Tuesday, September 13, 2016

The Loud Stuff

At the end of the summer of 1972 I was heading for sixth grade.  A sort of new sensation was introducing itself to my consciousness - no, not that one - and I didn't know what to make of it.

I was playing my last year of what we called PeeWee or Pop Warner football and, as an older kid a lot of pressure was bearing down from that.  The shoulder-pads seemed heavier and the helmet, a nice one because the older kids got the newer equipment, seemed tighter and somehow more urgent.  I was playing for a tough coach, a mean coach, and it all just seemed a lot harder.

There'd been a realignment of the class structure in the small rural school system I was in, we were no longer being grouped as to, well, intelligence or performance - I don't know how they defended it - and I would be in classes with kids I didn't know as well, though I knew every kid in my class.  I was afraid Russ and Jimmy and Jeff, guys I goofed with, wouldn't be around and I'd have to find a new set of goof buddies.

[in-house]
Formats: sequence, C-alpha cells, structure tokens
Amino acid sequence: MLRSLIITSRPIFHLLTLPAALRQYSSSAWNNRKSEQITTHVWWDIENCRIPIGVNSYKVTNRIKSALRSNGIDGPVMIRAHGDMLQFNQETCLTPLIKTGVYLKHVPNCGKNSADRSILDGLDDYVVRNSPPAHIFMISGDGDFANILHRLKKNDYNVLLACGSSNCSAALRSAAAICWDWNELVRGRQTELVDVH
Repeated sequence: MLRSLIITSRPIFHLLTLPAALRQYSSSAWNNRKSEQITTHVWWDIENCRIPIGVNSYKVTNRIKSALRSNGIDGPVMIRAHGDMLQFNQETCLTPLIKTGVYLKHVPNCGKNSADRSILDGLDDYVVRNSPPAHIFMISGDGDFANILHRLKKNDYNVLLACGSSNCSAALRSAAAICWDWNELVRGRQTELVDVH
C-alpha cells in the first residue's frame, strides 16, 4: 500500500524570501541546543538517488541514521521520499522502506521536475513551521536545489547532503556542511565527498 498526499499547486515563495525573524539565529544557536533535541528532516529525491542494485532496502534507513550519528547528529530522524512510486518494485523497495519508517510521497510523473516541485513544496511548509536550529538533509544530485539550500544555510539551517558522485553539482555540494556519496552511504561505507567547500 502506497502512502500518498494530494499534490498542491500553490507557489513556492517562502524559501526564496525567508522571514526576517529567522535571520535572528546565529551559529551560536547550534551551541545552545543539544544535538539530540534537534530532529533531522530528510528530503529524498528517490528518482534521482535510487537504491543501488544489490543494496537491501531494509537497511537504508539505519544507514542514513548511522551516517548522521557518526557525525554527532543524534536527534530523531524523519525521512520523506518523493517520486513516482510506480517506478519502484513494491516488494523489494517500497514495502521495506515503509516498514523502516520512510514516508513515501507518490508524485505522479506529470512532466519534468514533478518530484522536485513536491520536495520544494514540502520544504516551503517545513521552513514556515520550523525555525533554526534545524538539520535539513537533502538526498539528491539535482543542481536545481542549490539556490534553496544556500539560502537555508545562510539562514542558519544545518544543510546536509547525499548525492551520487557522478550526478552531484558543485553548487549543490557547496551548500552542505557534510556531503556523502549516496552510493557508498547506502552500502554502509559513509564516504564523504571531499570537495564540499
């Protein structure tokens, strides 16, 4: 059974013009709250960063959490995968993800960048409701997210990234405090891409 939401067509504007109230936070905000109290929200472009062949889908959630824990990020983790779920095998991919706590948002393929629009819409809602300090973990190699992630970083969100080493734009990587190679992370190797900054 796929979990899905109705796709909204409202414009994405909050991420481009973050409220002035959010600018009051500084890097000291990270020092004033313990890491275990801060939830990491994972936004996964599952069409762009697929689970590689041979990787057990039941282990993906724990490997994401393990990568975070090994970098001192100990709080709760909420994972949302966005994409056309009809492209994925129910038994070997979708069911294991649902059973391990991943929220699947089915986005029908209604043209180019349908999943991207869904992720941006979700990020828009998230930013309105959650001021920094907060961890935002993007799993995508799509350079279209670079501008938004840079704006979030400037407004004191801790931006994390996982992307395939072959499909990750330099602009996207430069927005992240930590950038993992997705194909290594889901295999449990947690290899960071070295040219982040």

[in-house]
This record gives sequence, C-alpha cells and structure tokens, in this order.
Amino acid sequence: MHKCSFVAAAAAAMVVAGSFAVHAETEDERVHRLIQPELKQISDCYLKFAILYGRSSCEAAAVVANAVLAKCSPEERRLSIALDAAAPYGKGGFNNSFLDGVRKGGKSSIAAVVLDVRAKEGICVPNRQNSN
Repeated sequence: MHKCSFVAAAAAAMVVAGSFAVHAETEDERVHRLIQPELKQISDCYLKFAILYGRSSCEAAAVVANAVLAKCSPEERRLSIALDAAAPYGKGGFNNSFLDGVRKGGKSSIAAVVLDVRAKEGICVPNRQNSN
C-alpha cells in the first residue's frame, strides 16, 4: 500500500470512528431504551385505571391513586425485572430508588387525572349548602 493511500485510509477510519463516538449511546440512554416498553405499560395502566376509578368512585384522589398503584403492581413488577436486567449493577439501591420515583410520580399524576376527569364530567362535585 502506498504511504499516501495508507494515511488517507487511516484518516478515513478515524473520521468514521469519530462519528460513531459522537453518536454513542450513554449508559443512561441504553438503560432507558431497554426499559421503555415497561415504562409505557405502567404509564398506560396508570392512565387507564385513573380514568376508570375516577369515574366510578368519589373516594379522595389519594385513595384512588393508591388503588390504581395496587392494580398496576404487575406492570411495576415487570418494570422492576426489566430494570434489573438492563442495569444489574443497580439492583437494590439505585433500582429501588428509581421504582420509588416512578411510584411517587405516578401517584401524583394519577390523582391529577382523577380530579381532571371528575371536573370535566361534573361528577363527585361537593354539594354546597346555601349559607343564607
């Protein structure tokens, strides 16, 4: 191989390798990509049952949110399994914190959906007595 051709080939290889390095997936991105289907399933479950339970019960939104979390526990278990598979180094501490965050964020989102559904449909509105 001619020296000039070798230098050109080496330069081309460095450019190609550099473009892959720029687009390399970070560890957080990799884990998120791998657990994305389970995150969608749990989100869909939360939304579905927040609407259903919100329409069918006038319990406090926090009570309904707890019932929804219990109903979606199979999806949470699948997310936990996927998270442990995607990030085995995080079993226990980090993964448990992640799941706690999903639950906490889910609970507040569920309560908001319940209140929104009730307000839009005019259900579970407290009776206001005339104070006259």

Along with the egalitarian class placement a new math program called, appropriately and, in my mind, ominously, "The New Math" was being introduced into the curriculum and our class were the guinea pigs.  I couldn't figure what was wrong with the old math and was confused and a bit afraid of the change, as were many at the school, teachers and administrators included.

I'd spent the summer, for reasons I didn't yet understand, thinking about a girl named Erin.  She had pretty green eyes.  I remember thinking about those sparkling emeralds and her black, thick hair.  I'd never noticed another person's eyes before, I doubt I could tell you even now with any accuracy what color eyes my best friend JB had, and couldn't understand why I was so filled with both dread and giddiness at the prospect of seeing her again that year.

However, all of that paled at the terrifying knowledge that I would have Mrs. Melampy for English that fall.  (Anyone from my hometown around my age just shuddered.)  We all had the same teachers in our small district and there was no avoiding her. Her reputation was legend.   She was strict and, rumor had it, cruel.   She had high expectations, homework neat and on time, hell, we had to stand when we were called on, and, called on we would be.  Everyone had to work at the chalkboard doing the thing I most dreaded, the thing that everyone said was really hard - diagramming sentences.  It was well known that she didn't suffer fools or clowns well, and, well, I wasn't a fool, but...